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Court News Ohio
Court News Ohio

Court Affirms Sentences for Crimes Committed by Juvenile

If a juvenile is convicted of committing a crime that, when charged, required the case to be transferred from the juvenile division to the general division of a common pleas court, the juvenile will be sentenced by the general division for all convictions in that case, the Ohio Supreme Court ruled today.

The 6-1 ruling allowed a nine-year prison sentence to stand for a Montgomery County juvenile identified in court records as D.B. When he was 17 years old, D.B. used a firearm to commit two aggravated robberies at two restaurants and forced multiple people into confined spaces against their will.

Juvenile courts hear cases involving people under 18 years old who are charged with acts that would be crimes if committed by an adult. The general division hears all other criminal felony cases.

Writing for the Court majority, Justice Patrick F. Fischer explained the decision resolves a conflict among Ohio appeals courts in cases regarding a “reverse bindover,” where the juvenile offender is convicted on at least one charge that mandated transfer to the general division and convicted on additional charges that would otherwise be adjudicated in the juvenile division.

Court Reconsidered D.B. After Reversing Recent Juvenile Ruling
The Court’s affirmation of D.B.’s sentence reverses a December 2016 decision, which sent the case back to Montgomery County Juvenile Division for resentencing. Based on the Court’s initial State v. Aalim decision, which ruled parts of Ohio’s mandatory transfer statute were unconstitutional, the Court remanded D.B.’s case. When the Aalim decision was reversed earlier this year, prosecutors in D.B.’s case sought reconsideration by the Supreme Court. Justice Fischer wrote that, because D.B.’s transfer to the general division has been deemed legal, the Court needed to rule on the original dispute raised in D.B.’s case regarding his sentences.

Justice William M. O’Neill dissented in the latest D.B. case, expressing his objection to the second Aalim decision. Justice O’Neill wrote that based on the first Aalim decision, a juvenile judge should have made an independent finding to determine if D.B’s case should be transferred to the general division, and the general division’s sentence was invalid.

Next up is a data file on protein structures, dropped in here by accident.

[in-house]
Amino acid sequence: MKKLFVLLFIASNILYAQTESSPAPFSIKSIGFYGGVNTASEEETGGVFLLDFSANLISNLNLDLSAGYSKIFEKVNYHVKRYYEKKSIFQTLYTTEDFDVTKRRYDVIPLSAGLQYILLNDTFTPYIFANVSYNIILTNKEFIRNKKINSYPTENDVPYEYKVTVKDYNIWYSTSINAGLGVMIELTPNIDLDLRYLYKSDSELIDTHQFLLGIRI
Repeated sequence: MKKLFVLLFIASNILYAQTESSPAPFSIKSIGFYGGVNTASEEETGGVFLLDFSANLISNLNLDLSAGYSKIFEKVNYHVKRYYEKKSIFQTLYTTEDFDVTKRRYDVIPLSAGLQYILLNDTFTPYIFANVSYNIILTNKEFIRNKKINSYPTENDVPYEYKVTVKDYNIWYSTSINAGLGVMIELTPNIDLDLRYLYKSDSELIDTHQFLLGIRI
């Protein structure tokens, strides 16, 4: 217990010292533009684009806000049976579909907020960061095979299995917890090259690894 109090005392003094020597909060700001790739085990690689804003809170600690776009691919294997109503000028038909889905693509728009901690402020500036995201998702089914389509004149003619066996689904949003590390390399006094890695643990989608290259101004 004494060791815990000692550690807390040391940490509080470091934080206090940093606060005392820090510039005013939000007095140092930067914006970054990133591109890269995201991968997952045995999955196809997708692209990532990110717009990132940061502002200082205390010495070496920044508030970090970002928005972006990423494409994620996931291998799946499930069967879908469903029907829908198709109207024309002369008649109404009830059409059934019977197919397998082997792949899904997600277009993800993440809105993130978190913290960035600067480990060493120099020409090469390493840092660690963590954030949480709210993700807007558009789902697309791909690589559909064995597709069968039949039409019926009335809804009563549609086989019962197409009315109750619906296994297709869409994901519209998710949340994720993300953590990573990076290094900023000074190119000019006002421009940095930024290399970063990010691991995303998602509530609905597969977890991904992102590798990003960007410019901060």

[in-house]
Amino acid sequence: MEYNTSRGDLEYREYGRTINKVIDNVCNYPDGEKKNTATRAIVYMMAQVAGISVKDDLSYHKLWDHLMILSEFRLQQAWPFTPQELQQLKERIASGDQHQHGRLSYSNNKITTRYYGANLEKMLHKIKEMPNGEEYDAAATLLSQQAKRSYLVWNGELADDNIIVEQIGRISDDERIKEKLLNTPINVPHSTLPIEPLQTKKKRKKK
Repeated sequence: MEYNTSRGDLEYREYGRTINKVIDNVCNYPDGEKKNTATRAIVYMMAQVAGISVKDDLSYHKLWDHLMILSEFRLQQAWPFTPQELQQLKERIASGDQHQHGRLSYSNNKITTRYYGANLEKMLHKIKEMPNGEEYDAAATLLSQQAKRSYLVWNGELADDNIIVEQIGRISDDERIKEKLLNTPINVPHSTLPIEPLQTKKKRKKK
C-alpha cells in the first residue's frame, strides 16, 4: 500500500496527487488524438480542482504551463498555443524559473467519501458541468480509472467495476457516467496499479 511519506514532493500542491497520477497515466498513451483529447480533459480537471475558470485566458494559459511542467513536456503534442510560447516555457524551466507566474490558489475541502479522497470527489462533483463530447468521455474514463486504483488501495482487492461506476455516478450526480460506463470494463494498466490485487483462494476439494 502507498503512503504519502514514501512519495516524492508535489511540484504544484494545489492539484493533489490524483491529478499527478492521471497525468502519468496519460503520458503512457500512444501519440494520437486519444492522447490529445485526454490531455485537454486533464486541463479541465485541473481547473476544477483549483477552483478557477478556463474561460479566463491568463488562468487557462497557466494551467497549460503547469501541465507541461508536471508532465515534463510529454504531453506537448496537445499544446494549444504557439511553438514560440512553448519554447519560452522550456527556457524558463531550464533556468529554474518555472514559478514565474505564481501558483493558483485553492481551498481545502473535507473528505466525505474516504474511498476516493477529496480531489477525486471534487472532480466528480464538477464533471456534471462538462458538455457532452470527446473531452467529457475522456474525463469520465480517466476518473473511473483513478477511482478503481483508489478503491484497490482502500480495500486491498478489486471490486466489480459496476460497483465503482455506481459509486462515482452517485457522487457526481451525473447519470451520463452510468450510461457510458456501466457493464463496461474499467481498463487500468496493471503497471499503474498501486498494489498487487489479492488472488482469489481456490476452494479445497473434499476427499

Mandatory Transfer Law Questioned
D.B. was charged with being a delinquent child for actions that would constitute multiple counts of aggravated robbery and kidnapping if committed by an adult. Each count had a firearm specification, and the case was transferred to Montgomery County Common Pleas Court General Division under the mandatory transfer requirements of Ohio law. D.B. later pleaded guilty to three counts of aggravated robbery, with a firearm specification attached to one count, and three counts of kidnapping. In return for a guilty plea, prosecutors dropped the remaining charges and recommended a prison sentence of between six and 12 years.

The trial court imposed three six-year prison terms for the robberies, which were to be served concurrently, and three five-year terms for the kidnapping charges, which also were to be served concurrently with the robbery charges. The three-year gun specification was ordered to be served consecutive to the other sentences for a total of nine years.

D.B. appealed his sentence to the Second District Court of Appeals, arguing that the aggravated robbery with the firearm specification was the only conviction that stemmed from a charge requiring the mandatory transfer of his case to the general division. He argued the remaining convictions were subject to a “reverse bindover” and should be sent back to the juvenile division, where that court would consider applying juvenile punishments to those crimes. The Second District ruled the kidnapping charges had to be considered by the juvenile division before any punishment for those crimes could be imposed.